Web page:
Diving Deeper - The Power of Song by Kitty Skeen - Former Mini Maestros Bendigo Franchisee - Part 1 of 2
What if I told you, there was one activity you can do that can be done by anyone, of any age, with no experience or qualifications.
It can be done at work, at celebrations and funerals, at church, indoors or outdoors, and is legal and inexpensive. This one activity can give you the shivers, move you to tears, make you smile, stop you in your tracks. It is something you can do alone, but much better in a group, and can have social, mental and health benefits. Would you believe me? I am, of course, talking about music, but more specifically about singing and the power of song.
As Mini Maestros teachers, we are truly lucky to see the power of music every day. Each teacher has stories of children connecting to and being moved by song; babies roaming around the room suddenly sitting still and entranced as soon as they hear the ‘Welcome Song’; children walking for the first time to connect with a teacher singing a soft sweet tune about a bluebird; busy boys whose happiest class moment is when they can strum the teacher’s ukulele and sing the 'Goodbye Song' to them. But, it isn’t just children who are affected by music. In some ways it is more important for us, as adults to make sure we also find a way to allow music to affect our lives.
In recent months there have been two standout videos posted on social media that show just how powerful song can be, especially when people are singing together. One shows a busy commuter train (in Perth, Australia) where an organised group begin singing ‘Somewhere Over The Rainbow’ to simple ukulele accompaniment. They hand around lyrics to the travellers and encourage participation. A number of people even sing harmonies. Not everyone is shown singing, but every single person has a smile on their face. The other video is from a Green Day concert in Hyde Park, London. While waiting for the band to come onto stage, the entire audience of sixty-five thousand people begin to sing ‘Bohemian Rhapsody’ by Queen. The crowd swells together into this magnificent rendition, nearly six minutes of glorious group singing. Apparently, the band actually waited for the audience to finish before coming onto stage. Each video garnered millions of views on YouTube, with hundreds of comments, many on the theme of ‘Wow, wish I had been there’, ‘This gave me goose bumps’, ‘Best experience of my life’ and, my favourite, ‘This is how our world should be every day’.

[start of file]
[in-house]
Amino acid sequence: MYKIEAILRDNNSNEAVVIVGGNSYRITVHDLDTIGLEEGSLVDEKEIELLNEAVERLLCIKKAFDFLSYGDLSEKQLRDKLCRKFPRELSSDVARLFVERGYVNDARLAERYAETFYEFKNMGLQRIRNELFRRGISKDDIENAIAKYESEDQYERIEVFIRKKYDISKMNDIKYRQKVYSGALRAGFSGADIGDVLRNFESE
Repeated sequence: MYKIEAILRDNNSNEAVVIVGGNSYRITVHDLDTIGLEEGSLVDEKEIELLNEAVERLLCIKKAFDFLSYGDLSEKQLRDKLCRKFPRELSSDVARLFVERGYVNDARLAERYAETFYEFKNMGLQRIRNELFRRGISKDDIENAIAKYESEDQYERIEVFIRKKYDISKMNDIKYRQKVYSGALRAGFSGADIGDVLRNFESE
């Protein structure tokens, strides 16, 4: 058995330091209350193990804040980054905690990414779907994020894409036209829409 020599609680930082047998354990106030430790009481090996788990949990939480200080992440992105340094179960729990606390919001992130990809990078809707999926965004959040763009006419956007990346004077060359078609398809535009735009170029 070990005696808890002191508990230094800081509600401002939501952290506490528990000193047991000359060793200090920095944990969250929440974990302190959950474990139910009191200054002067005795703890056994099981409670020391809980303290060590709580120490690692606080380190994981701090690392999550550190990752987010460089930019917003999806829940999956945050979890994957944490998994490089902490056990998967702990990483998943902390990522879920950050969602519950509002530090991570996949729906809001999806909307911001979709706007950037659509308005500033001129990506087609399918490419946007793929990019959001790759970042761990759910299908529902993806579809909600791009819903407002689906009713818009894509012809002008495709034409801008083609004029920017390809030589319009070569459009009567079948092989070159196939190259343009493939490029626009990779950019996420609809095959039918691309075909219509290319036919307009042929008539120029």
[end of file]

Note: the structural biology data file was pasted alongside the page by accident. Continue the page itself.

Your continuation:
I have always sung in a choir. Once a week I meet up with a group of people from all different backgrounds, ages and musical skill levels and we sing. I do it for enjoyment of music, but also because I know how important singing is for my mind and body. Studies have shown that when you sing your body releases hormones such as endorphins, which are associated with pleasure, and oxytocin which has been found to alleviate anxiety and stress. Oxytocin can also enhance trust and bonding, and group singing can lessen feelings of depression, isolation, and loneliness. Many people join choirs for social connection, and for people who aren’t connected in other ways (for instance, the elderly, unemployed, or non-working parents of young children) connecting through music can be both powerful and vital. Singing in a group has given me incredible opportunities like performing at Carnegie Hall, New York City and recently accompanying ‘The Voice’ himself, John Farnham, in a mega group of over two thousand amateur choral singers. More importantly though, singing in a choir has given me a chance to explore myself musically, meet great people and form some of the most important friendships of my life. It has also given my children a really valid reason for them to be proud of me, something tangible that I do outside of the house and separate from them that gives me individuality and credibility.
The power of song is weaving its way into science and medicine too. Music teachers and therapists have known for decades that music can have a profound effect on children’s ability to function and learn. At the other end of the scale, researchers have linked musical memory to positive outcomes for dementia patients and those suffering from other degenerative diseases. In 2016 ABC’s science program Catalyst looked at how a ‘playlist of your life’ is being used to re-awaken the brains of people with advanced dementia. Music players are loaded with a patient’s favourite songs and given to them. In one example, a patient, who was in the Navy and now has no memory of this, listens to ‘It’s a Long Way to Tipperary’. He sings along and tells of singing the alternate (cheeky) words to the song when he was in the Navy. One Parkinson’s sufferer with impaired mobility is shown walking stiffly, shuffling and freezing, a gait that he has no control over. When dance music is played he takes the hands of his helper and waltzes. Music can tap into the brain in a way no other stimulus can (actually smells can do this for me sometimes, but that’s an article I’ll write for ‘Delicious’ not ‘Heart.Beat.Newsletter’…).
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